SACRAMENTO — Gov. George Deukmejian and legislative leaders of both parties agreed Monday on an extraordinary, blank check relief program for earthquake damage in Los Angeles and Orange counties.
Millions of dollars in open-ended state assistance would be provided, without any limit on the total price tag of the program, although there will be limits on how much any given individual can receive.
The accord, patterned after legislation that assisted victims of the 1986 Northern California floods, appeared to set the stage for quick passage today by the Legislature.
Both the Assembly and Senate met briefly Monday on the opening day of a special session called by Deukmejian to provide financial relief to victims of last month's earthquakes. In all, 15 earthquake relief bills were introduced.
Grants to Hard-Hit
The compromise package includes measures ranging from postponing Dec. 10 payments of property taxes until next April 10, to rehabilitating residential housing, to providing $10,000 grants to hard-hit families, to requiring the state to take over local governments' share of repairing public works.
Deukmejian suffered one defeat at the hands of the Senate Revenue and Taxation Committee when it killed his proposal for the state to pay three years worth of property taxes for homeowners whose dwellings were substantially damaged. Opponents of the plan, mainly Democrats, contended such relief would amount to a gift of public funds, which is prohibited by the state Constitution.
The agreement that was reached was negotiated at a luncheon meeting between Deukmejian and legislative leaders in the governor's office. Lawmakers later said the compromise basically means that the needs of eligible victims will be met quickly. If damage costs exceed current estimates, they said, the state aid can be paid without further legislative action.
The settlement contrasted sharply with Deukmejian's original proposal to spend $80 million in state funds for relief and with an omnibus $135-million bill proposed in the Assembly and a separate $110-million bipartisan package offered in the Senate.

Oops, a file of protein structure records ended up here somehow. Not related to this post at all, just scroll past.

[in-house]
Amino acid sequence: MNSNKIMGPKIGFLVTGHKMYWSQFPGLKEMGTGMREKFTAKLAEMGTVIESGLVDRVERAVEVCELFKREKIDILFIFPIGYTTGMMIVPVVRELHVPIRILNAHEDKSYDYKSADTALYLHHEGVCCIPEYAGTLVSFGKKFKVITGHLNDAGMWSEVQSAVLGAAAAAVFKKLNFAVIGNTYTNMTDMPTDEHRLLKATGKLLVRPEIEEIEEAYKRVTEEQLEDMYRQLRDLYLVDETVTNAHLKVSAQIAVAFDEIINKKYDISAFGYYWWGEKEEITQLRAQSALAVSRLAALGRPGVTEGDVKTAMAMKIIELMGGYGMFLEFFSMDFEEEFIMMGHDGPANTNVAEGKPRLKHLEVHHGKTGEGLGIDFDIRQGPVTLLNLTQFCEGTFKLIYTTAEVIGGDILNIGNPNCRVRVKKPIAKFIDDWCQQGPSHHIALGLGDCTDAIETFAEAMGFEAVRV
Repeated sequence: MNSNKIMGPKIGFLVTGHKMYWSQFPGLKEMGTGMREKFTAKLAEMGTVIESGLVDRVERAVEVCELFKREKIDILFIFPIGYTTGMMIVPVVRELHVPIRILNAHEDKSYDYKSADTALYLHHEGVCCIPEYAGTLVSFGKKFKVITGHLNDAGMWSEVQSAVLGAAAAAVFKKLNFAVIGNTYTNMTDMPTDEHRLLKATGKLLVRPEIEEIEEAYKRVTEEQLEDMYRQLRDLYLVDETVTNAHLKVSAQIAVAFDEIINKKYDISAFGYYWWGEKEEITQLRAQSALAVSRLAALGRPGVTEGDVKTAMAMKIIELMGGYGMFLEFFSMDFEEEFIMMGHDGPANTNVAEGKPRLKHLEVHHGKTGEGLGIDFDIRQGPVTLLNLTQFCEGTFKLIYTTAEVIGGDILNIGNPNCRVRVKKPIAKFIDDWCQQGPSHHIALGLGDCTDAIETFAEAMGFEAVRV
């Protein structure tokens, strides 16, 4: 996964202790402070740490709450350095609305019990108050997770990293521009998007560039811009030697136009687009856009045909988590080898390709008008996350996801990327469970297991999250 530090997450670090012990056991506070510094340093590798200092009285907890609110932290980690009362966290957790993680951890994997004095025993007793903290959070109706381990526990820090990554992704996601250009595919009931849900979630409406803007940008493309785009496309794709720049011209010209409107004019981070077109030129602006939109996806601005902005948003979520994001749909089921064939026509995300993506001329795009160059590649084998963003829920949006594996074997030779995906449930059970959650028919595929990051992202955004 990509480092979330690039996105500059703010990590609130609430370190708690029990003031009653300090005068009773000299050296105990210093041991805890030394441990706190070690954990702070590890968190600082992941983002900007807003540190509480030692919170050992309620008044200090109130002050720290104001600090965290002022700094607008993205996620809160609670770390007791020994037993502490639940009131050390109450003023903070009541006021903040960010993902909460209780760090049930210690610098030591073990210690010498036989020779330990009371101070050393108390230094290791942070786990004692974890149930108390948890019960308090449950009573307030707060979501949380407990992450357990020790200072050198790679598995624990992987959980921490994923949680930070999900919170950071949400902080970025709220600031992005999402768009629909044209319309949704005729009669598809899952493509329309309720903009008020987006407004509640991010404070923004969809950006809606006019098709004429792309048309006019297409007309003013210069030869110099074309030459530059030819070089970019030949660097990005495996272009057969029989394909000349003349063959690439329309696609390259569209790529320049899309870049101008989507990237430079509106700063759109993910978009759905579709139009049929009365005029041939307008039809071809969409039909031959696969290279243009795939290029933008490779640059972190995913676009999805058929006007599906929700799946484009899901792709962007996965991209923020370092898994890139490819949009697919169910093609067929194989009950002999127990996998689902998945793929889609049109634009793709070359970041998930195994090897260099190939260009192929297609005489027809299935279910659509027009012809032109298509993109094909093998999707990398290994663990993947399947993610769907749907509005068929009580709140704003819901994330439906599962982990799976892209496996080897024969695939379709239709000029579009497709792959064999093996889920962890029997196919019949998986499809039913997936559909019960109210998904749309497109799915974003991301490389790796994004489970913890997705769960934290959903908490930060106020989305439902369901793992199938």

Although Administration spokesmen said estimates of damage to public and private property in Los Angeles and Orange counties is being revised daily, top officials told the lawmakers they now believe repair costs will exceed $358 million.
The state aid, which would be in addition to various federal disaster assistance programs, would flow from the state fund for economic uncertainties, the governor's $1-billion reserve for emergencies.
However, the open-ended assistance plan drew skepticism from some Assembly Democrats, including Mike Roos of Los Angeles. They questioned whether the Legislature should write into the law a blank-check approach for what was regarded as a "moderate" earthquake when the so-called "Big One" that scientists predict will occur someday could devastate downtown Los Angeles and the state would be obligated to pay perhaps billions of dollars to aid the city.
'Looking Down the Road'
"A lot of people are looking down the road," Roos said.
Other lawmakers noted, however, that action taken at this special legislative session would not necessarily apply to a later huge quake.
"In the event we have another catastrophe, the state will help out to the degree it can, just as it has always done," said Assemblyman Charles Calderon (D-Alhambra), author of one of the major quake bills. "To the extent that we have a catastrophe and the costs are exorbitant and the state can't do it, we won't do it."
Senate Republican leader Ken Maddy of Fresno, who participated in the meeting with Deukmejian and Democratic leaders, supported the open-ended concept.
"The policy of the bills drives the money," Maddy told somewhat skeptical members of the Senate Appropriations Committee who asked for an accounting of proposed expenditures. He said they should not worry about the costs now.
Shortly after the agreement was announced, leaders of both parties huddled to determine who would be listed as authors of the bills and be able to take credit for earthquake relief at election time.
A legislative source said agreement was reached on six bills that would be authored by Sens. William Campbell (R-Hacienda Heights), Art Torres (D-Los Angeles), Cecil Green (D-Downey) and John Garamendi (D-Walnut Grove) and by Assemblymen Calderon and Frank Hill (R-Whittier).
William Medigovich, director of the Office of Emergency Services, estimated that total damages from the Oct. 1 quake and the Oct. 4 aftershock will exceed $358 million, including $252 million to homes and businesses. The worst damage occurred at California State University, Los Angeles, which suffered $24 million in damage.
But some lawmakers, including Assemblywoman Sally Tanner (D-El Monte), said Medigovich's estimates are too low. "You are way off," Tanner told him. "The damages are far beyond what you are talking about."
The Assembly met in a "committee of the whole," a procedure in which the full membership acts as a committee to take testimony and by-pass the time-consuming normal committee hearing process. At one point, only 19 of the 69 Assembly members who checked in attended the floor session.
Six homeowners from hard-hit Whittier testified during the Assembly session, all telling basically the same story: Whether they were insured or not, the damages they suffered went far beyond their ability to pay for them without government help. They complained of delays in receiving financial aid and being turned down for federal government loans.